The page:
I get so sick and tired of answering nutrition questions. It's not that I don't want to help others.
Because I really, really want to do that.
That's what I want to do more than anything in the world, but the truth is I'm not sure giving more information is actually doing that.
Sometimes I'm even hesitant to continue to producing content because I worry it just adds to the existing pile of content that no one is doing anything with.
The questions about nutrition I get really are just a symptom of a larger problem.
The problem is a lack of execution on doing what you already know you should be doing.
Most people don't eat vegetables daily.
Most people don't exercise even twice a week.
Most people don't drink more than a couple of glasses of water each day.
Yet these same people are they ones who want to know the specifics about nutrient timing, worry themselves over cardio making them fat, and invest 100's of dollars in supplements.
Do you see what I'm getting at here?
I share with you all that because today I don't want to argue for practicing one particular kind of approach to eating.
I don't want to lobby for a certain diet.
Instead I want to show you why it really doesn't matter which diet you start with because in the big picture they all use one mechanism to make things happen especially in terms of reducing bodyweight and hopefully body fat.
I want to make the point that what matters is that you start.
Start now. Start anywhere. Just start!
Let me explain.
You probably know several people who have made rather dramatic transformations.
Lost a bunch of weight. Gained a lot of muscle. Or some combination of the two.
Chances are they have all shared with you, probably rather excitedly and in a suggestive manner, about how they got it done.
Can you remember whether any of the stories were a like?
Other than the fact that they started some kind of exercise program and changed their eating choices?
Did any of those folks use the same diet or exercise strategy?
If your transformative friends are anything like mine the answer to those questions are no!
The same goes for the clients I've worked with who have made incredible progress.
This is particularly true when it comes to nutrition.
I've had clients who've lost 50+ pounds doing intermittent fasting, juicing, protein shakes, habit-based nutritional change, calorie tracking, macro tracking, weight watchers, and south beach.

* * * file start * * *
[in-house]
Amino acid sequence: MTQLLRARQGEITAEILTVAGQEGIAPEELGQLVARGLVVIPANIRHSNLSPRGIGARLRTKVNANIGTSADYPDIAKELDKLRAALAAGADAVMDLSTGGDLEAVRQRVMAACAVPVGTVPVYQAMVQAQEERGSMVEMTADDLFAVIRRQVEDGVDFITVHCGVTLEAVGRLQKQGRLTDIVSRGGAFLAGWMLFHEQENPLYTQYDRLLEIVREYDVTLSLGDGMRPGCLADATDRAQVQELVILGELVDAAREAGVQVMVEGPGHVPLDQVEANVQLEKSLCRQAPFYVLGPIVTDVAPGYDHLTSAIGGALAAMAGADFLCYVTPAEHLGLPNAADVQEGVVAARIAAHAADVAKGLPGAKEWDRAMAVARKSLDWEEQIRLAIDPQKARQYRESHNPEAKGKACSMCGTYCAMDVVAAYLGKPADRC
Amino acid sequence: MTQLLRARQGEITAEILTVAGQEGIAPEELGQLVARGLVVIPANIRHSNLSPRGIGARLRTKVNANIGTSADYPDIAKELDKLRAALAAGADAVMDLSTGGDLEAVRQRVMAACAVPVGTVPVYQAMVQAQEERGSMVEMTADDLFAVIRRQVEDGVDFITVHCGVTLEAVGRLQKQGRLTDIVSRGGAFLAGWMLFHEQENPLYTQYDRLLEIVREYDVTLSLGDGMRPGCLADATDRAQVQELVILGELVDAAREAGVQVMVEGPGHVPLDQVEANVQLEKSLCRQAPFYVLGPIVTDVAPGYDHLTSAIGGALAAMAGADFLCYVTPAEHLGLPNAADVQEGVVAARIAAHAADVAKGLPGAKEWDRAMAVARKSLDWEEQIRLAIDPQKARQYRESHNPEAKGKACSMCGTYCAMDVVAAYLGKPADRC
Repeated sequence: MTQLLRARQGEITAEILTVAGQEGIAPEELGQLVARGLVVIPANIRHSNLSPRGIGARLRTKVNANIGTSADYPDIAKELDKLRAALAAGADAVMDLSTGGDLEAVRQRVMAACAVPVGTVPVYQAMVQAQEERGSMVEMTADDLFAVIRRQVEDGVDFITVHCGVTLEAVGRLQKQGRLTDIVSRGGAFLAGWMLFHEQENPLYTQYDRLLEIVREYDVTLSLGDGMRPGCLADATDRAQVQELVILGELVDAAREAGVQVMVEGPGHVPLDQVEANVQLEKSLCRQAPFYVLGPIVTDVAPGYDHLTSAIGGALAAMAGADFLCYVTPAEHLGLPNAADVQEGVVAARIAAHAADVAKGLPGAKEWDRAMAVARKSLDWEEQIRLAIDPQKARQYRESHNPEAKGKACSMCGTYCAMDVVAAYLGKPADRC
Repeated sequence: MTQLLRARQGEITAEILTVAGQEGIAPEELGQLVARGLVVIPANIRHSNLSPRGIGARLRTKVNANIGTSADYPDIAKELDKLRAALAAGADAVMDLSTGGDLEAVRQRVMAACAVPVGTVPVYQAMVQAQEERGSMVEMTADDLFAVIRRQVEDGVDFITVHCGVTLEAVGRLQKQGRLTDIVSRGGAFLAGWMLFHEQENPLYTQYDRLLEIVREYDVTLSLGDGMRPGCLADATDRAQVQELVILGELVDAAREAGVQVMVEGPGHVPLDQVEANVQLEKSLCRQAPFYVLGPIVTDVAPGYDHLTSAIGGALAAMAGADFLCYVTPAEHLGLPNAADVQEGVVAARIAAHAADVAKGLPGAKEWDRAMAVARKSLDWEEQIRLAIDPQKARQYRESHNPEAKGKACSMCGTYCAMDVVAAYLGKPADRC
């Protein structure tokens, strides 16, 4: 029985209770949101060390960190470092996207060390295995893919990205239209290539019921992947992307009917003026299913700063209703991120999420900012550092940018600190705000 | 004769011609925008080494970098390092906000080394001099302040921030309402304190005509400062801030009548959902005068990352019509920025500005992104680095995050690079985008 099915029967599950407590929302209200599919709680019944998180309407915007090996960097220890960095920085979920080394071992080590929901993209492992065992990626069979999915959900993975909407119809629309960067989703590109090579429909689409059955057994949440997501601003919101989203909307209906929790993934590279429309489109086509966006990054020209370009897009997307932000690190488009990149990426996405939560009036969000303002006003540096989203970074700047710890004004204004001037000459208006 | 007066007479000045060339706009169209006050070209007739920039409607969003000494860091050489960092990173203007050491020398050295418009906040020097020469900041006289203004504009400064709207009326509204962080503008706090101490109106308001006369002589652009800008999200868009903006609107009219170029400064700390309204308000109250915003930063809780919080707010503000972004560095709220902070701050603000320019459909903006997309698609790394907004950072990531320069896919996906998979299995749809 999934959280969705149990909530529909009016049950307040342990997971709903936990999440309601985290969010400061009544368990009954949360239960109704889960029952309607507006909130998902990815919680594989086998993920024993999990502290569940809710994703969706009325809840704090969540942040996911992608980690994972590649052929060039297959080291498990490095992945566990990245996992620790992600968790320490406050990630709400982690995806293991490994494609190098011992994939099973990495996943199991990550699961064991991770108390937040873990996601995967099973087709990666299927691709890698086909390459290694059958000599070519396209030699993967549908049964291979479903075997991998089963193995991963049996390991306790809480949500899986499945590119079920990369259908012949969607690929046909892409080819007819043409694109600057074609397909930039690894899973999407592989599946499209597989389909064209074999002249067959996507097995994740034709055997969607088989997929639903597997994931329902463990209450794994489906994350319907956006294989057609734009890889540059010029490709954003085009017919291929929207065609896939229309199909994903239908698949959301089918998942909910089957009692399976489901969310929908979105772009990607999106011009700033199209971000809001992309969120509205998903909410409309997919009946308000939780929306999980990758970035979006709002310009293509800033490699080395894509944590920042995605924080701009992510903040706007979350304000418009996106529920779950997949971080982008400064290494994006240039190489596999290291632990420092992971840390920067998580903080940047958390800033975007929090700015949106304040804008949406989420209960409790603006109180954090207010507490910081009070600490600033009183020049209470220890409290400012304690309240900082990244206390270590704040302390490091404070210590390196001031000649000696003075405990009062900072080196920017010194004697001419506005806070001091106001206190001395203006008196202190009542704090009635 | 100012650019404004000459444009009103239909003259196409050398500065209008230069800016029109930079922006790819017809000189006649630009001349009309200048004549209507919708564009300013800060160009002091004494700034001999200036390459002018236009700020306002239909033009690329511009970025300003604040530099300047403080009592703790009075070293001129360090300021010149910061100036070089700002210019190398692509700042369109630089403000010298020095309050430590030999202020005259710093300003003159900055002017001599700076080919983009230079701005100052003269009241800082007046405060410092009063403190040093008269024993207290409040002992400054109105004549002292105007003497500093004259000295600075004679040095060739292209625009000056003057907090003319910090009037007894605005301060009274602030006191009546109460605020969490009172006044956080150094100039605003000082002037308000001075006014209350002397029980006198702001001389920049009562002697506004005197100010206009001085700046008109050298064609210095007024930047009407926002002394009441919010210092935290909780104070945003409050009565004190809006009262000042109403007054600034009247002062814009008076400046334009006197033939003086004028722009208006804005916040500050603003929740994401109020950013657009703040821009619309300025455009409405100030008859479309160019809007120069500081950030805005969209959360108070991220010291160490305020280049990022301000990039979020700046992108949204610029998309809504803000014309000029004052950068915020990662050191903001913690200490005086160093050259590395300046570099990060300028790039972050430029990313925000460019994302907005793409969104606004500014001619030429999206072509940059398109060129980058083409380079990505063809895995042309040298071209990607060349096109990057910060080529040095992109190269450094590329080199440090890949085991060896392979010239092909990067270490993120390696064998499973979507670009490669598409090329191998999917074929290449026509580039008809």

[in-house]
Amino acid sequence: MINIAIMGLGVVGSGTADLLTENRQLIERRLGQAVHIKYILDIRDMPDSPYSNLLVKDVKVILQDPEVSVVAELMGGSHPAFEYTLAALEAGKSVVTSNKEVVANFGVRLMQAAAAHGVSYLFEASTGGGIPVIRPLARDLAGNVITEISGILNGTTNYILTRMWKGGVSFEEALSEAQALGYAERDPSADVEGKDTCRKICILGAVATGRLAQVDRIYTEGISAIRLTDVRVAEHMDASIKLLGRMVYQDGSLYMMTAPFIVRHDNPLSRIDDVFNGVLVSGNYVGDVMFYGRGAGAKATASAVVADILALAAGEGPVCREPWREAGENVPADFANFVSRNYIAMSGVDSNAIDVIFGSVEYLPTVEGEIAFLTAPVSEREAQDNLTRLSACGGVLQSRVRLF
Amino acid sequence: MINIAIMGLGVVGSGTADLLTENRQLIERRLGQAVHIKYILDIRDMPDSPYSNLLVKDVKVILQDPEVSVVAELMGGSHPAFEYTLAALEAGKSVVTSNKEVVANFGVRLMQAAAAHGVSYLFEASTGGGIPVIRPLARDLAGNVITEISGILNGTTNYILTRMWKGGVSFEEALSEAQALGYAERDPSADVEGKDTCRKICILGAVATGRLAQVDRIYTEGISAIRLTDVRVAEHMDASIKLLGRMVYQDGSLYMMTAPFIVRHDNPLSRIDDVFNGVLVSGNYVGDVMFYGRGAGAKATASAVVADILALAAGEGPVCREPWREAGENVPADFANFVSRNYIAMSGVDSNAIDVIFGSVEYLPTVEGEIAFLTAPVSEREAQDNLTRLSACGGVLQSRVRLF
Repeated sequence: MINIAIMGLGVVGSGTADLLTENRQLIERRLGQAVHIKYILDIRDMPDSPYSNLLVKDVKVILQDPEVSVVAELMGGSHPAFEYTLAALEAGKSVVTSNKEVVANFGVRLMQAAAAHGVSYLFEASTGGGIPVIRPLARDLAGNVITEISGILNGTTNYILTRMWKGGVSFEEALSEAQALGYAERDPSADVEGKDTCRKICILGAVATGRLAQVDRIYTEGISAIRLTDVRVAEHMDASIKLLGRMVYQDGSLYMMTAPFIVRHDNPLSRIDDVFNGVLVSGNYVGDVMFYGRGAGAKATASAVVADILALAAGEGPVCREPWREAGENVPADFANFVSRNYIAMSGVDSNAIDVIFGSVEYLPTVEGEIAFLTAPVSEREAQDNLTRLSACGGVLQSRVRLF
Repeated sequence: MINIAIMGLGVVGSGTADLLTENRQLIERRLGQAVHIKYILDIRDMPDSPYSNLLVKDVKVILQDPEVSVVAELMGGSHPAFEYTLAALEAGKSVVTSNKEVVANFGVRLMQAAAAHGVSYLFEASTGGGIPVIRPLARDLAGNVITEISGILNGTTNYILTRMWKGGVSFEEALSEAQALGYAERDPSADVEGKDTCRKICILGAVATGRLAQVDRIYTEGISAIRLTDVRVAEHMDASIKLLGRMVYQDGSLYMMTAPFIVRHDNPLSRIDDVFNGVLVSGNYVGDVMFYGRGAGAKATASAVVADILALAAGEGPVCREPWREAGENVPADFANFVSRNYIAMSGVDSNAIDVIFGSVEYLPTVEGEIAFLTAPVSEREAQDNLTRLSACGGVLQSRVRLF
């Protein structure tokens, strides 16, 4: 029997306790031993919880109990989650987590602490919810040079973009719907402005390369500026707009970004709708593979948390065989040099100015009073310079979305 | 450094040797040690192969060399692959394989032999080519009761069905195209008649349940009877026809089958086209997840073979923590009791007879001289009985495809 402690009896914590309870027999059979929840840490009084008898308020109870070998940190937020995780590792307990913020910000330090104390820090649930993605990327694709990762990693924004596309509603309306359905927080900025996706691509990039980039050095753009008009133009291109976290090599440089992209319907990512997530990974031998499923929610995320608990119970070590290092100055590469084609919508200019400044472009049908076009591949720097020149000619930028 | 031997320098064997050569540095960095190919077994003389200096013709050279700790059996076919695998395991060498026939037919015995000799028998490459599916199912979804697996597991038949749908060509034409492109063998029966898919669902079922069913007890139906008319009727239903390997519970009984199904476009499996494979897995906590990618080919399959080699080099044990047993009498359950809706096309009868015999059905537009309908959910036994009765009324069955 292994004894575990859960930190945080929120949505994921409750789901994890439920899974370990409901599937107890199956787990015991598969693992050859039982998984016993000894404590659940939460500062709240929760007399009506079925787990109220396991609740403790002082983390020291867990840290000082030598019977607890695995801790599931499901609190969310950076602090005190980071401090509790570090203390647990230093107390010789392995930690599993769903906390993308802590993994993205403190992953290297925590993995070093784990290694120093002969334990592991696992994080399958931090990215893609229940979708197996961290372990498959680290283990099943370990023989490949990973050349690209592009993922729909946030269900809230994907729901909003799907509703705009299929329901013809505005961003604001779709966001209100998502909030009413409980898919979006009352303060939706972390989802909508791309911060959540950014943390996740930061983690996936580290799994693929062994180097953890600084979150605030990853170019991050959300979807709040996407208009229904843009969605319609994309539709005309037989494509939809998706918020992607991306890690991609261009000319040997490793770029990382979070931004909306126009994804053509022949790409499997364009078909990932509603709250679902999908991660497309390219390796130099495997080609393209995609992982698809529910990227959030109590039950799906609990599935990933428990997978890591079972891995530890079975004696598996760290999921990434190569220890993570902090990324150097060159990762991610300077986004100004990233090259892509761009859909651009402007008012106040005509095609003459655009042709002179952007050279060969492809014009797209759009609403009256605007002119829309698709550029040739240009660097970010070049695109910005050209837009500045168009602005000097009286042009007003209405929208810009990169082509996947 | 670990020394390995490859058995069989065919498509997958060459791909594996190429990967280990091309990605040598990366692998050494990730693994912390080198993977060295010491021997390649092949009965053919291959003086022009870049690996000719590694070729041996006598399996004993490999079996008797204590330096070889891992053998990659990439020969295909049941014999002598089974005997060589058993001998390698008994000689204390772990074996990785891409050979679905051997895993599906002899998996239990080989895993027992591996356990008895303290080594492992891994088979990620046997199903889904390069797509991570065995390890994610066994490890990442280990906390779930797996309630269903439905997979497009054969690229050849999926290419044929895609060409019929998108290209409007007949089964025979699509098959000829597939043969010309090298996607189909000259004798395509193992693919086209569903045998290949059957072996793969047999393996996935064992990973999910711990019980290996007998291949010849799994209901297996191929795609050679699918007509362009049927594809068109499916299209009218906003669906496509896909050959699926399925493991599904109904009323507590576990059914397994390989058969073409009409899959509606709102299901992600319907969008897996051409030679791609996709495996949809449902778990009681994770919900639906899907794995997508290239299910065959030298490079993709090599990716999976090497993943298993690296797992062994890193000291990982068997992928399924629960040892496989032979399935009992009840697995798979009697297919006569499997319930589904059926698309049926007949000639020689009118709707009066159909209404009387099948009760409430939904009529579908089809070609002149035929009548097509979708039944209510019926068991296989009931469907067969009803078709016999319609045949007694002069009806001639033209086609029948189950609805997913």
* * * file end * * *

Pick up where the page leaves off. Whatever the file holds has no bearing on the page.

Did they all align with my professional and personal opinion of what is best?
No, but the client connected with the strategy, was excited to use it, and they were adherent to it.
That all means that I support it and monitor their progress and health and make sure they remain safe with whatever they are practicing.
So how can that be?
How can all these people have such great success with really different diets that many people have claimed don't work or aren't the "correct" way to eat?
The answer lies in the fact that underlying ever successful transformation, especially those regarding weight loss, there are two constants.
Adherence and a deficit.
Sounds simple right?
Way simpler than all the gurus have told you it is, right?
Don't get me wrong we can science the shit out of all this nutrition, but as I said earlier what could is knowing everything if you act on nothing?
What if we just start with the basics?
What if we just incorporate the two things that have allowed a ton of people be successful and worry about the minutia afterwards?
What happens is a lot of people change their lives, stop feeling frustrated, and finally get the life they deserve.
Then how do we make sure this happens? How do you make this happen?
By throwing out all the shit everyone has ever told you have to do in order to lose weight.
And then choose a way of eating that you believe in and that you can practice consistently.
A diet that you can adhere to.
Doesn't matter which one.
Paleo, vegetarian, slow carb, or flexible dieting.
Pick one and practice it consistently.
I will bet you money good things will begin happening.
But Stevan how can you say that? Doesn't the kinds of food and amount of food I eat matter?
Sure they do, but what matters most is that you start making progress. We can have discussions about what is optimal once you have started and become consistent.
And I can say with confidence that results will flow from this approach because just about all these diets create some kind of calorie deficit whether they discuss it or not.
Some diets do this through managing the actual quantity of food eaten and others do it by cutting out certain foods on the basis of quality or poorly supported claims about those foods ill effects on your health.
Either way you are forced into eating less food and that combined with adherence and consistency results in sustained weight loss.
I hope I haven't lost you and I hope you aren't misunderstanding what I'm trying to communicate.
I'm not ignorant. I know nutrition is actually a really complex science and most of it we still don't quit understand yet.
But I also have a deep understanding of human psychology and how change occurs and this understanding is what informs my advice to you above.
It's not about having all the information and getting it right because honestly that isn't a realistic expectation.
Instead it's about acting on what information we do have.
It's about starting.
That's my challenge to you.
Stop using the excuse that you don't know what to do or how to start because I know and you know that isn't true.
Your using that to stall and to avoid the real problem.
Instead harness the knowledge you do have and begin putting it into practice.
Pick a diet, start using it, and use it consistently.
Only after doing that do we need to have a conversation about any of the finer details.
Happy moving and heavy lifting!
Practical, Purposeful, Effective Training